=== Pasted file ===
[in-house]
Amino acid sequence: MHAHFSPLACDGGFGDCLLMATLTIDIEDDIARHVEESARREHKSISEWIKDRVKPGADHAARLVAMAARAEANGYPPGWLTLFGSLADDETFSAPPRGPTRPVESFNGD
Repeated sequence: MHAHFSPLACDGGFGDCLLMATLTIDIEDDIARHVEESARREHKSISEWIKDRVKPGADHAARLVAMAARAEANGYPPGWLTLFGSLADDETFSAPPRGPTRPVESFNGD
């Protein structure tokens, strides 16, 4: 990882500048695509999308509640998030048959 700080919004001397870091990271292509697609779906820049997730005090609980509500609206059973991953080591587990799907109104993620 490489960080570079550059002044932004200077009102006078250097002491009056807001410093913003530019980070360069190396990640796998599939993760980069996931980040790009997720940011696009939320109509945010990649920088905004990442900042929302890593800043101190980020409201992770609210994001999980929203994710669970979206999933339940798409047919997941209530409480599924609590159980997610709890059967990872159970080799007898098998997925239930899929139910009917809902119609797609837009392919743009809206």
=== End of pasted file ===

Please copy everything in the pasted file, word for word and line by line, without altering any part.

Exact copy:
[in-house]
Amino acid sequence: MHAHFSPLACDGGFGDCLLMATLTIDIEDDIARHVEESARREHKSISEWIKDRVKPGADHAARLVAMAARAEANGYPPGWLTLFGSLADDETFSAPPRGPTRPVESFNGD
Repeated sequence: MHAHFSPLACDGGFGDCLLMATLTIDIEDDIARHVEESARREHKSISEWIKDRVKPGADHAARLVAMAARAEANGYPPGWLTLFGSLADDETFSAPPRGPTRPVESFNGD
């Protein structure tokens, strides 16, 4: 990882500048695509999308509640998030048959 700080919004001397870091990271292509697609779906820049997730005090609980509500609206059973991953080591587990799907109104993620 490489960080570079550059002044932004200077009102006078250097002491009056807001410093913003530019980070360069190396990640796998599939993760980069996931980040790009997720940011696009939320109509945010990649920088905004990442900042929302890593800043101190980020409201992770609210994001999980929203994710669970979206999933339940798409047919997941209530409480599924609590159980997610709890059967990872159970080799007898098998997925239930899929139910009917809902119609797609837009392919743009809206």